For instance, our archaeologist must collect a key to get into the tomb (requirement) where the artifact is stored. He must first pass a riddle that will unlock the room to get the key (prerequisite). We also see this in classics where the prince needs to battle a monster before reaching a key that will allow him access to the princess.

These prerequisites can be set by other character arcs as well. If you were to write a story with a conflict between two characters, they may face off at this point.


Jane must gets a new outfit to attend a party where she knows she will run into her crush.


8. What Are The Preconditions?

The last element to balance your plot outline is a minor version of forewarnings. Preconditions are small impediments in the plot. They are stipulations that make it more difficult for the overall goal to be achieved.

These hiccups in the plot can be laid down by other characters or any other outside forces. The task of the precondition is to make achieving the goal more challenging, stretching the limits of your character to a breaking point.

This element is great for creating tension, anxiety, and suspense in your reader.


The school board mandates its teachers must arrive at work at 6:00am, making it difficult for Jane to go out on weekday evenings.



The Completed Plot

If you worked through this with your own story in mind, you’ll hopefully see areas where your plot may be lacking an element. We can see with this example of Jane that even though the story has many moving parts (teacher, rugby, dating, parties, friendships, money problems) it is not difficult to get distracted from the ultimate goal: find Jane a life partner.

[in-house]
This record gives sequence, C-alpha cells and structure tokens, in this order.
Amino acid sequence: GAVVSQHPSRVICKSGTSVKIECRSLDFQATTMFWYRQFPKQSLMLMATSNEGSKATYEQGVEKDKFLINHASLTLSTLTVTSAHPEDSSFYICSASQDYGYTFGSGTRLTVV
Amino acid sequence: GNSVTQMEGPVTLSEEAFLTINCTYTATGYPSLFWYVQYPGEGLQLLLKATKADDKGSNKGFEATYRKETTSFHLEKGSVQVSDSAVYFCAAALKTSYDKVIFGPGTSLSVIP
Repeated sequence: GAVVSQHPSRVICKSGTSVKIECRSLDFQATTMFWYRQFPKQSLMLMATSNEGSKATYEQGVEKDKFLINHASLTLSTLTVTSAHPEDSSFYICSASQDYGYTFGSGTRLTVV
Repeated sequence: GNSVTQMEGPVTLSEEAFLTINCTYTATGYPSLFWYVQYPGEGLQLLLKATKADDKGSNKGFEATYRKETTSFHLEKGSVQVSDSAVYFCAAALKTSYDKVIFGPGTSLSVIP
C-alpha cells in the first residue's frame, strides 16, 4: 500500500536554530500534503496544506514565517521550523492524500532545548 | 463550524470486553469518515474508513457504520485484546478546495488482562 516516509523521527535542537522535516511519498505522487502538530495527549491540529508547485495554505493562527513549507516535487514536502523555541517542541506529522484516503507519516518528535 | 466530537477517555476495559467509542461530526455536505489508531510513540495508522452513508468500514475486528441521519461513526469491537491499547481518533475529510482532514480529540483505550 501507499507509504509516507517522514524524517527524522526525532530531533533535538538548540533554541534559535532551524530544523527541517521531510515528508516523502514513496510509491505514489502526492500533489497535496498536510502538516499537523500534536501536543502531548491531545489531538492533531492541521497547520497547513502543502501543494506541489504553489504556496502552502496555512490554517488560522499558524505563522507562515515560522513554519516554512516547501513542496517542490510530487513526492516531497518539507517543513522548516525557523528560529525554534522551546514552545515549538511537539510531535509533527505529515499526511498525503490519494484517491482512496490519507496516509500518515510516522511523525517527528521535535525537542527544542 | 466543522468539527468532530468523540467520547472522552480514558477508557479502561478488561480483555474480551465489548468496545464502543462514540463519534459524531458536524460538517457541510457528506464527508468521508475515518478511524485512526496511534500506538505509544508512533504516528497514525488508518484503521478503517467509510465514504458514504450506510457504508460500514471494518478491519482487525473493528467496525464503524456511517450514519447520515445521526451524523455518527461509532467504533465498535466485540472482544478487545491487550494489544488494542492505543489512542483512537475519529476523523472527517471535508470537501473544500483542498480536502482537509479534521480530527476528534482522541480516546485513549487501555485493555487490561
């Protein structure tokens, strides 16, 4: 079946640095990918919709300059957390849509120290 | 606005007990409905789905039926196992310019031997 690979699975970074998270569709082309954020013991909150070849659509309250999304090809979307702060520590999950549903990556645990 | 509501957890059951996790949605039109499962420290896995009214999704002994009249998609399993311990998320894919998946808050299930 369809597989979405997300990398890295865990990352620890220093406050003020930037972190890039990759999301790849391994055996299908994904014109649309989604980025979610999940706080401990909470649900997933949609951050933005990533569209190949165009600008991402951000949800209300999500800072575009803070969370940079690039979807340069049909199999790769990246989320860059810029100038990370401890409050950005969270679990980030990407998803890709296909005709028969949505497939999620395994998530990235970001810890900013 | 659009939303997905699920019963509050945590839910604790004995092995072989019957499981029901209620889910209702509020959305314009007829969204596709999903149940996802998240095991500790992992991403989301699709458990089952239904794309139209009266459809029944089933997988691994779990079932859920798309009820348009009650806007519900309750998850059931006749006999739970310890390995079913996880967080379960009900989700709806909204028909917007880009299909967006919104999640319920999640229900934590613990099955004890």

You may also notice that if we put these 8 pieces together using the example, that they begin to form a rough skeleton for a synopsis or back-cover blurb. This can be further refined into your novel’s 30-second elevator pitch (a useful tool to have in your back pocket if you’re ever interested in pitching your story to an agent or publisher).


“A teacher named Jane has a wake-up call when her elderly, spinster aunt dies alone (consequence). Jane decides that she wants to have a life partner to share her last moments with (goal). So she buys a new outfit and signs on with a dating service (prerequisites). Since she knows she cannot afford a long-term subscription, she declines to work extra hours, passing over for a potential promotion and joins a free, local rugby team (cost). She goes on several dates (requirements). But each one ends in disaster and her one-month subscription is running out (forewarnings). On top of that, the school board changes her schedule so she must arrive at work much earlier, making it difficult to stay out late on weeknights (preconditions). Along the way, however, she realizes she is a great rugby player and the coach recommends her to a paying semi-pro team giving her some extra cash, new friends, and a boost in confidence. (dividend).”


Hopefully, that helped you break through any plot trouble you were having. If you’re still stuck or have specific questions about your own story, comment below or send me an email.